In fact, the farther I got into Kahneman’s book, the clearer it became that there’s a strange paradox at work. Kahneman says he wrote Thinking, Fast and Slow partly to help readers identify the biases in their own thinking and sidestep them in cases where they may lead to worse outcomes. He doesn’t argue that biases can be rooted out altogether—since, to a large extent, they’re neurologically hard-wired—but he thinks they can be mitigated through greater awareness.

The paradox is this: the whole world of venture-backed innovation is structured to reward people who take irrational gambles. In fact, you can argue that technological and economic disruptions of the sort that the tech ecosystem celebrates only come from people who display delusional levels of self-confidence and risk-taking. If every entrepreneur and investor were to read Kahneman’s book and become fully cognizant of the flaws in their thinking and the statistical realities they’re up against, Silicon Valley would have to put out a permanent “Gone Fishing” sign.

By the same token, if the people who donate money to startups on Kickstarter and buy Fitbits and Pebble watches and iPhones were to lose the conviction that each new gadget will make them incrementally happier, there’d be nobody to pave the way for wider adoption—and many genuinely worthy technologies might never see the light of day.

Kahneman himself seems to be aware of the contradictions. “I believe that someone who lacks a delusional sense of significance will wilt in the face of repeated experiences of multiple small failures and rare successes,” he writes. So the answer to the paradox may be that there are sectors of the economy where bias is not just desirable, but indispensable. Entrepreneurs are delusional. They’re looking at examples like Larry Page and Sergey Brin and Mark Zuckerberg and Kevin Systrom (Instagram’s founder) and—like buyers of Powerball tickets—fixating on a hyper-optimistic scenario in which they’re just as lucky.

But you know what? God bless ‘em all for for their obvious overconfidence. If the traitorous eight engineers hadn’t had the pluck to leave good jobs at Shockley Semiconductor Laboratory in 1957 to start Fairchild Semiconductor, hundreds of subsequent Fairchild spinoffs, including Intel and AMD, would never have been formed—and Silicon Valley as we know it would not exist. And if today’s young entrepreneurs weren’t taking equivalent gambles with their careers, we tech journalists wouldn’t have anything to write about.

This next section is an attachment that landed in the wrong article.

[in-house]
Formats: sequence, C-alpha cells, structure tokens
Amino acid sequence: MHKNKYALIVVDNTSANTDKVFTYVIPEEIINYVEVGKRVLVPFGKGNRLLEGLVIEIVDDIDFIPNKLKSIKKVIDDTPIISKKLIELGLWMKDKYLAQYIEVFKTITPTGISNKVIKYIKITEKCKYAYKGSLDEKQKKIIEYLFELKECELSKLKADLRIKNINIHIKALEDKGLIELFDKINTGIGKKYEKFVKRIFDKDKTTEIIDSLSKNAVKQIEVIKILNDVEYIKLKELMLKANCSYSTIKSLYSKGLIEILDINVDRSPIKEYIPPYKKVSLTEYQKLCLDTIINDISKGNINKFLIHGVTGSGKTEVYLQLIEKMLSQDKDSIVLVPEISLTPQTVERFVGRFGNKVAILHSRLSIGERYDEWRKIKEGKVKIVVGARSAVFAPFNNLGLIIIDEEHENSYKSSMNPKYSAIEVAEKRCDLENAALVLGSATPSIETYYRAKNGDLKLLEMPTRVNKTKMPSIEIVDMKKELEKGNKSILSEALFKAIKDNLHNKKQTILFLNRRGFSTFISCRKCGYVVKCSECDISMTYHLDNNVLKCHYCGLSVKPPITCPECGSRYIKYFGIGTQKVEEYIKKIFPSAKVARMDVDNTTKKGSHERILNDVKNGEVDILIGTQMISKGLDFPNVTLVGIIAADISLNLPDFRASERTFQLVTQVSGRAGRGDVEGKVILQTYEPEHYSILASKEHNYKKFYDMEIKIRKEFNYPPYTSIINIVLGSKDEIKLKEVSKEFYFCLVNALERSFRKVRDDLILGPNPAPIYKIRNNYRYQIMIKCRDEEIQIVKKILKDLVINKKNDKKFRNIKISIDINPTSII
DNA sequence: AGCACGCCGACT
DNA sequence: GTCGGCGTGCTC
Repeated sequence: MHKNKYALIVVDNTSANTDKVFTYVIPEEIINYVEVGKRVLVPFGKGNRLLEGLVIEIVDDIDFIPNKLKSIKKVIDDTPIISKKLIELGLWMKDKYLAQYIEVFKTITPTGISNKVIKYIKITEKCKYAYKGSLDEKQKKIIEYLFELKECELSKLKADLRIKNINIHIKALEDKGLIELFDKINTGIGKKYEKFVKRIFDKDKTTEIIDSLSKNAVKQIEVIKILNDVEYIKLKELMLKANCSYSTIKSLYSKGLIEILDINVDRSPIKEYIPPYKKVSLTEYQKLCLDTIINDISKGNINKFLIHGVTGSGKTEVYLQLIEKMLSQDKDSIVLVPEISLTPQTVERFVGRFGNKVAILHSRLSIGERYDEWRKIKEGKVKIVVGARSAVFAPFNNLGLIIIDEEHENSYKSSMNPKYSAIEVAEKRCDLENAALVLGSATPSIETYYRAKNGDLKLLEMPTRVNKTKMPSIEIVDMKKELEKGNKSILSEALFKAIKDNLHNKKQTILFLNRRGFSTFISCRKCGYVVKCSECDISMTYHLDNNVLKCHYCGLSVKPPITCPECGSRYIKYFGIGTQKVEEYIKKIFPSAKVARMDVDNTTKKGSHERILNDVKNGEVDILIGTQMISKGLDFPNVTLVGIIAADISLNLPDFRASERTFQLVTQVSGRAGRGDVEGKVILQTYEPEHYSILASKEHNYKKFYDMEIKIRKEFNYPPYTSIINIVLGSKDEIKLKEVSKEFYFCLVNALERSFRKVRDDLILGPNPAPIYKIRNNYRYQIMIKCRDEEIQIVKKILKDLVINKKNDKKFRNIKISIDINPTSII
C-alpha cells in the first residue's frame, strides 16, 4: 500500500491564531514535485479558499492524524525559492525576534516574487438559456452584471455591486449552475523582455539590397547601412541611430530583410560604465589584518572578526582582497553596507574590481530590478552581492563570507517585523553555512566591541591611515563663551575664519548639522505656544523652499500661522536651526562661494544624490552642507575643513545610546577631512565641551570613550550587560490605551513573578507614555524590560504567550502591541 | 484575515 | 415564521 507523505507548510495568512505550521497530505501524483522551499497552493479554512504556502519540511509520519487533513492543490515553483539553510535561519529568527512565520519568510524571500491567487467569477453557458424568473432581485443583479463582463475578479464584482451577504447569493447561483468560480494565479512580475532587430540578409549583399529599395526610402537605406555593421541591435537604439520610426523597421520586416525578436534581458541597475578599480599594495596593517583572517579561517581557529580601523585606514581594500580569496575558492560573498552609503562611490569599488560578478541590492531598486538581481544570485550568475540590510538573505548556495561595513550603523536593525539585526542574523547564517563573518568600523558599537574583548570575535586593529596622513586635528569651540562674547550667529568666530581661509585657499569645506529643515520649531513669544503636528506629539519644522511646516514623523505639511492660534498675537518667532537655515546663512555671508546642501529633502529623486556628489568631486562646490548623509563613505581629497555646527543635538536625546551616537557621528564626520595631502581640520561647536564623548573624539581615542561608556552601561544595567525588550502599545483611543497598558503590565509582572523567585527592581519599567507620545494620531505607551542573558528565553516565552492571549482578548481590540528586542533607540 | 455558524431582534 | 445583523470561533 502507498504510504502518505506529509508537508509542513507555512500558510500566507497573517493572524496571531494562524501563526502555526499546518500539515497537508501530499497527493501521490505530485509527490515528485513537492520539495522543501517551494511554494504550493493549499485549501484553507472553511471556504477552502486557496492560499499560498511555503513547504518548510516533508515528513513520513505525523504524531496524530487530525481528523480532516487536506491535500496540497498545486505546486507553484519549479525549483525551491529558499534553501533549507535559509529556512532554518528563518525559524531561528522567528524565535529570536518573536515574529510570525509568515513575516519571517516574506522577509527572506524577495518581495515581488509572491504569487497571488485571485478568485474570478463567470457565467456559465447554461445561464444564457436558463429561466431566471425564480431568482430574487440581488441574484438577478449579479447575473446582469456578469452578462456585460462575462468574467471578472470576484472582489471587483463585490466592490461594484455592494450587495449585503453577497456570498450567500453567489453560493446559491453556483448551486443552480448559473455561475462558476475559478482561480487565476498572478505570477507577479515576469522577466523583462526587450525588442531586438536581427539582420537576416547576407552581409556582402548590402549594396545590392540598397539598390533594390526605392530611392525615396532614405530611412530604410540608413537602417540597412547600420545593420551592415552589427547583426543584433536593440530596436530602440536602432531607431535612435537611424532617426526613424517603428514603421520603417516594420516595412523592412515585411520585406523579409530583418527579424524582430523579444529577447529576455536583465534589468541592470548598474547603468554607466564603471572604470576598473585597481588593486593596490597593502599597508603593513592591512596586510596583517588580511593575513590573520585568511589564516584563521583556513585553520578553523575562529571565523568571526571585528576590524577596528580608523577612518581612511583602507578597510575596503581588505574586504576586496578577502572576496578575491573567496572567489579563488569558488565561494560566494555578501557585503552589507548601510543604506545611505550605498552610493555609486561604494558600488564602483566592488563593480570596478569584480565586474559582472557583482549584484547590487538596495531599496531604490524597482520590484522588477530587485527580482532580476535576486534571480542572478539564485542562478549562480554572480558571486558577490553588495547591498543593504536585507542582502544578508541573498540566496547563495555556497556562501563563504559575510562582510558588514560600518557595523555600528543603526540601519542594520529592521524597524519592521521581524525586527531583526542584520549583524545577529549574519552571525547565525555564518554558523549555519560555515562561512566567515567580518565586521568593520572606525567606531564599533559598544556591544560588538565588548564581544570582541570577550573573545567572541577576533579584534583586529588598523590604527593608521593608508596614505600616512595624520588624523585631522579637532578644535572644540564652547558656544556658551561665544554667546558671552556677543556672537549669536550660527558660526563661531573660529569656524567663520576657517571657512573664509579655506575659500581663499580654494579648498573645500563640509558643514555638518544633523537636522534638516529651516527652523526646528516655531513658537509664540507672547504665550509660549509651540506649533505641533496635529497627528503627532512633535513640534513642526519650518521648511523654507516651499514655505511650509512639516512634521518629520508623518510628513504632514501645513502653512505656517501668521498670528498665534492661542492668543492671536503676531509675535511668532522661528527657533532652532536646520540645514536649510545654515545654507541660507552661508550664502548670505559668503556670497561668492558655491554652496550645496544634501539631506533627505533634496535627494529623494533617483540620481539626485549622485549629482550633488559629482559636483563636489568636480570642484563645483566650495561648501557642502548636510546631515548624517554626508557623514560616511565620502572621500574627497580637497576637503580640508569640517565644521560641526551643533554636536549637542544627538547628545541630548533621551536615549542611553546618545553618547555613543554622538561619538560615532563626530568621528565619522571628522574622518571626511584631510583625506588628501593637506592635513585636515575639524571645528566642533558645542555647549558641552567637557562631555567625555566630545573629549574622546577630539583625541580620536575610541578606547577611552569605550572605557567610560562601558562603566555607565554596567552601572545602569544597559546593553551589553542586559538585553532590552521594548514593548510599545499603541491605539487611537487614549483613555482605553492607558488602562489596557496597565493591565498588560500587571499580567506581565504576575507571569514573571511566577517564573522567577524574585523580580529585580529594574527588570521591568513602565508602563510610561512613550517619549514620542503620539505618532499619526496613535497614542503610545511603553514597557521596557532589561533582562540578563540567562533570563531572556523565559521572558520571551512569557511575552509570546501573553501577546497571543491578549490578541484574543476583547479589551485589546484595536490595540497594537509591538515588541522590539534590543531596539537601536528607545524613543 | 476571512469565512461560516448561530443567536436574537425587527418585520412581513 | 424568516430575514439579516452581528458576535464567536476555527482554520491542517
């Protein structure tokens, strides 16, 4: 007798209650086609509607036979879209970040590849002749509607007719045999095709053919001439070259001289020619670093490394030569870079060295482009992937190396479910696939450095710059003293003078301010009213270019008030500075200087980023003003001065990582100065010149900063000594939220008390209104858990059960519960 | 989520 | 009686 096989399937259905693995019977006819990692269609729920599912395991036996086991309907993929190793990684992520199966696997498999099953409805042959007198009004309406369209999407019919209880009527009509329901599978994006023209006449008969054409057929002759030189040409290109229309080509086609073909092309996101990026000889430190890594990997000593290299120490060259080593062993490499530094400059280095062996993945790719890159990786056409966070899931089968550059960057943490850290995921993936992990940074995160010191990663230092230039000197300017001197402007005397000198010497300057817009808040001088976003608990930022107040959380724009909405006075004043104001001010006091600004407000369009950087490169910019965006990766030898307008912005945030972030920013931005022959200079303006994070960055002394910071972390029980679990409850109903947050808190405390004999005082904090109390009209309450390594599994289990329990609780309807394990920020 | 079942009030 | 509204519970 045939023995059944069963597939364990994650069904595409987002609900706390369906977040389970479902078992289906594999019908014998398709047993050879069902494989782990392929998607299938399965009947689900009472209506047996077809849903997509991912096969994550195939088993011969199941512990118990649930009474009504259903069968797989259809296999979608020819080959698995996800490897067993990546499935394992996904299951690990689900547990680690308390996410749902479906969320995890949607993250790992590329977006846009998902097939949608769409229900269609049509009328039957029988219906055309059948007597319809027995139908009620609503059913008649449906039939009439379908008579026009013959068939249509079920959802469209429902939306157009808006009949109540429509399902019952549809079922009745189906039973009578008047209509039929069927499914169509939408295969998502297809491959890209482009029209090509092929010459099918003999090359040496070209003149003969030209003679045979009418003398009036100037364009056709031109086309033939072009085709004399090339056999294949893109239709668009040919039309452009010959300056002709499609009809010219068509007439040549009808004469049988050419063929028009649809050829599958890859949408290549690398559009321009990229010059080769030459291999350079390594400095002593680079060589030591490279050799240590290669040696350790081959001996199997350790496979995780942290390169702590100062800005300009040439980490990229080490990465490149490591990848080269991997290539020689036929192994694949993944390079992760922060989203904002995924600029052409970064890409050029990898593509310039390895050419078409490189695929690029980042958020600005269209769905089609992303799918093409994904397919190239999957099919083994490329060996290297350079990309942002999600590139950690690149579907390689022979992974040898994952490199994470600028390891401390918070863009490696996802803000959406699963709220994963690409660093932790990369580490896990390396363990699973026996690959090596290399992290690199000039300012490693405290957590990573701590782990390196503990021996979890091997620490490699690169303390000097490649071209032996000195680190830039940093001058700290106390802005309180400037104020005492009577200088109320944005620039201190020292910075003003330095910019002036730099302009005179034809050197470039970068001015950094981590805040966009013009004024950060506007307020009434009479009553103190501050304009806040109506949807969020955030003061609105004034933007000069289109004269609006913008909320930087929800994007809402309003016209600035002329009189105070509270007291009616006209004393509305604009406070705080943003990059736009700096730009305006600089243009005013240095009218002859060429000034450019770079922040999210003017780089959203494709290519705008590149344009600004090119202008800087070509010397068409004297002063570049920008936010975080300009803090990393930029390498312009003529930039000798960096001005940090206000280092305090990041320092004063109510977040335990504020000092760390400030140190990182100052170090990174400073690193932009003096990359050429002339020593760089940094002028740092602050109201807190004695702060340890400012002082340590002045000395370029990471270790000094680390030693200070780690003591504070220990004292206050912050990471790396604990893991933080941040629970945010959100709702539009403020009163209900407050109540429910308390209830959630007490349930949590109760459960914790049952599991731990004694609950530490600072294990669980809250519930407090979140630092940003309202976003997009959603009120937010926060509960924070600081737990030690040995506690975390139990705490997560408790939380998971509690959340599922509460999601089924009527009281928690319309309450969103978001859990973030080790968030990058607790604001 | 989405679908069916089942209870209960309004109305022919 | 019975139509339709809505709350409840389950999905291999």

As T.S. Eliot wrote, “Only those who will risk going too far can possibly find out how far it is possible to go.” Kahneman and the behavioral economists didn’t need to prove that humans are irrational: the tech world did that long ago.

Single PageCurrently on Page: 1 2 previous page

By posting a comment, you agree to our terms and conditions.

One response to “Nine Lessons for Innovators from a Nobel Prize-Winning Psychologist”

  1. JerryA says:

    Great summary, and in my view, a brilliantly insightful analogy to the paradox with the tech world in general.

    The only thing I take issue with is the belittling of Freakonomics and Dan Ariely up front. Arguably Freakonomics has had a far greater impact on the world than Kahneman has, and continues to be more accessible with their very popular podcast. Ariely is brilliant too, bridging academia with Joe Public well. Dan is still relatively young, so expect much more from him. (Dan’s podcast, “Arming the Donkeys” is also good)

    This takes nothing away from the greatness of Kahneman, who’s book is based on his and others’ research. From a purely academic sense though, I would argue that Scott Plous’s 1993 book “The psychology of judgement and decision making” is just as good. (and a much shorter read)

    As an decision making “freak”, I prefer Plous and Kahneman, but I respect and difference, and support the far greater impact that Freakonmics and Dan Ariely make to society.